Shannon Bool, Oued Ouchaia, 2018. Jacquard tapestry, embroidery, 209 x 325 cm. 

Shannon Bool + Loos


Shannon Bool, Villa Muller Sampler, 2019, silkscreen, cotton embroidery on hand dyed silk. Courtesy of Daniel Faria Gallery, Toronto, and Gallery Kadel Willborn, Düsseldorf

Shannon Bool + Mies van der Rohe

Shannon Bool, The Weather, 2018, jacquard tapestry, embroidery. Courtesy of Daniel Faria Gallery, Toronto, and Gallery Kadel Willborn, Düsseldorf

Dennis Adams + Mies van der Rohe

Freeload. Dennis Adams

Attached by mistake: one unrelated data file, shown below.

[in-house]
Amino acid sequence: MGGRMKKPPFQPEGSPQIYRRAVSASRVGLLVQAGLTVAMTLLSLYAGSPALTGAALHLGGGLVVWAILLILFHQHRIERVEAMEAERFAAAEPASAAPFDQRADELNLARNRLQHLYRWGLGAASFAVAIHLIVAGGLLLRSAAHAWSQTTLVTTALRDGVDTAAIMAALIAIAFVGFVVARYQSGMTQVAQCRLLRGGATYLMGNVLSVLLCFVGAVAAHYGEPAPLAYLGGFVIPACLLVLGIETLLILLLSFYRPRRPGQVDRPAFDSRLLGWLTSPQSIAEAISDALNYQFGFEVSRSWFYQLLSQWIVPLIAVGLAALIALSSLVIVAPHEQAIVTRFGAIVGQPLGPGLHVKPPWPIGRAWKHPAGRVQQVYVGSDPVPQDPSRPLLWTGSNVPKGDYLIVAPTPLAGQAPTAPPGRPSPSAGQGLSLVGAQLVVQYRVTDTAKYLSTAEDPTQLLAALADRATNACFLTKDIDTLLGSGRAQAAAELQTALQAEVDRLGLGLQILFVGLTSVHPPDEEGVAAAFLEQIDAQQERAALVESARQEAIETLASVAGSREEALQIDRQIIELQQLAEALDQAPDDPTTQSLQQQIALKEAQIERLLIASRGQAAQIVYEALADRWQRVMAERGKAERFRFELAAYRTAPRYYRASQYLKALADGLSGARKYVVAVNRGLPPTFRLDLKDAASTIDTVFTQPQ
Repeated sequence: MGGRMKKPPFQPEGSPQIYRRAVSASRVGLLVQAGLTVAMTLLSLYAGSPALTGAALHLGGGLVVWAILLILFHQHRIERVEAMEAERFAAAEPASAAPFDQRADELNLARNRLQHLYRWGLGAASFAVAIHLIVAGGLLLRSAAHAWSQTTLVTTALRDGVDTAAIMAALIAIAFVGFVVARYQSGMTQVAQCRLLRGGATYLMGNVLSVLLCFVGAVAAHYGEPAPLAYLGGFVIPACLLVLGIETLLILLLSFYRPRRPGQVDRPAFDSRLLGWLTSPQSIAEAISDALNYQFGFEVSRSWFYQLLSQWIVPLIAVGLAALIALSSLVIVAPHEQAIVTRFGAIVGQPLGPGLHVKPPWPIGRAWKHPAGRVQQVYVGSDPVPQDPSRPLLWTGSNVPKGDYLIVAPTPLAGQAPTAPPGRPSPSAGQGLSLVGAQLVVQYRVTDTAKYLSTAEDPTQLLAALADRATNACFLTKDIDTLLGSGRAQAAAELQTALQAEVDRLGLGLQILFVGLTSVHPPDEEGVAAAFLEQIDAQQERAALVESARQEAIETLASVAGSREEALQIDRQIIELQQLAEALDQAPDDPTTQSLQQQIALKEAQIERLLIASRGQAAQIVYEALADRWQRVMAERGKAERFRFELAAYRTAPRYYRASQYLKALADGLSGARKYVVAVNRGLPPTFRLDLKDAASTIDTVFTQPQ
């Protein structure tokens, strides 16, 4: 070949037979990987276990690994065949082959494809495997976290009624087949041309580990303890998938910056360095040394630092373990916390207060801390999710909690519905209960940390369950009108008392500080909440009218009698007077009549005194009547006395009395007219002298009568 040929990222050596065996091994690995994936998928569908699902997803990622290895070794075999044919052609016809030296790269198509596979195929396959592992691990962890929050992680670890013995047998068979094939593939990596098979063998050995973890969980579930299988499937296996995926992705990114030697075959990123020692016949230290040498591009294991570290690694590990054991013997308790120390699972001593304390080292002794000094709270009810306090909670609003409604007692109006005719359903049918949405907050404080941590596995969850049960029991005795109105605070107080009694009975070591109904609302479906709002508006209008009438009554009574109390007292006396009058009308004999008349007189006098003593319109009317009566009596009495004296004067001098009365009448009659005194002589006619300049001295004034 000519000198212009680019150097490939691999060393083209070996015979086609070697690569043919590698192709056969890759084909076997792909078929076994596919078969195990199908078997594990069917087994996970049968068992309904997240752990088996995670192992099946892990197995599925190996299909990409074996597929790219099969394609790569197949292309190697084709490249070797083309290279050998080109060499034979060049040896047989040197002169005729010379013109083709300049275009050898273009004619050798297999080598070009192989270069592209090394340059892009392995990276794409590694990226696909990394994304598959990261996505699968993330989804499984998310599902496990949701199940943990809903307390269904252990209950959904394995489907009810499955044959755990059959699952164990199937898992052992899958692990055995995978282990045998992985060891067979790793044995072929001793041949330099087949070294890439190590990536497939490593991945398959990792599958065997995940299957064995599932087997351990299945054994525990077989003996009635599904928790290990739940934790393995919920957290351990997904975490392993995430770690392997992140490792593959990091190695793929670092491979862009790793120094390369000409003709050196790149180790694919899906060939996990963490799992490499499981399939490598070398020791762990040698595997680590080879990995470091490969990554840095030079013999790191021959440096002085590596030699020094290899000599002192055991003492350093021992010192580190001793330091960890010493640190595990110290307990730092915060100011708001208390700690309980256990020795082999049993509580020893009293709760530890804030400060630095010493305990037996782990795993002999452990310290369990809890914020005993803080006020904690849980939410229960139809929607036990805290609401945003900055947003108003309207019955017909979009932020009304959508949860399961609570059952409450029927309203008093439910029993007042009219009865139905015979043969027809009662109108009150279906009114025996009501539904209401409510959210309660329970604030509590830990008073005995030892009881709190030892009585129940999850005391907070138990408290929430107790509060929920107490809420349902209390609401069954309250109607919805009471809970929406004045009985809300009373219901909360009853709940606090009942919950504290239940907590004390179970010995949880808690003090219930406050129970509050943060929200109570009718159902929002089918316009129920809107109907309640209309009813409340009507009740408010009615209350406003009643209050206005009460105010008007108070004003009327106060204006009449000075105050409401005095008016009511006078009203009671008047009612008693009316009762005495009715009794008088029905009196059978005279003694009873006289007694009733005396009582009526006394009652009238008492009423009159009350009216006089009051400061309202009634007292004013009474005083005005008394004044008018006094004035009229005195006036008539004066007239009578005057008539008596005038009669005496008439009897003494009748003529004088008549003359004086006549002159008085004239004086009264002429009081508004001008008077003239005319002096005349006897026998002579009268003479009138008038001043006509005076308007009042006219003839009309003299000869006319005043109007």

Freeload is an installation created exclusively for the Mies van der Rohe Pavilion on the occasion of the 75th anniversary of its construction. Dennis Adams has produced a portable replica of one of the eight mirrored cruciform columns that support the Pavilion. By installing a miniature video camera in each of its ends, the artist has transformed the column into a bidirectional camera designed to record forward and rear shots of a procession through La Mina, a social housing project on the outskirts of Barcelona. The route of the procession was determined by the Plataforma d’Entitats i Veïns de La Mina, a group of community representatives, and the column was carried on the shoulders of two members from the Club de Lluita Olímpica La Mina; the local wrestling club. The procession began at the boundary between the Forum and La Mina and continued through the neighbourhood, terminating at the Rambla Camarón, the symbolic center of the community. Returned to the Pavilion and installed in front of the small pool under the silent watch of Georg Kolbe’s sculpture, the column/camera is supported horizontally on two video monitors that display the recorded footage of its journey.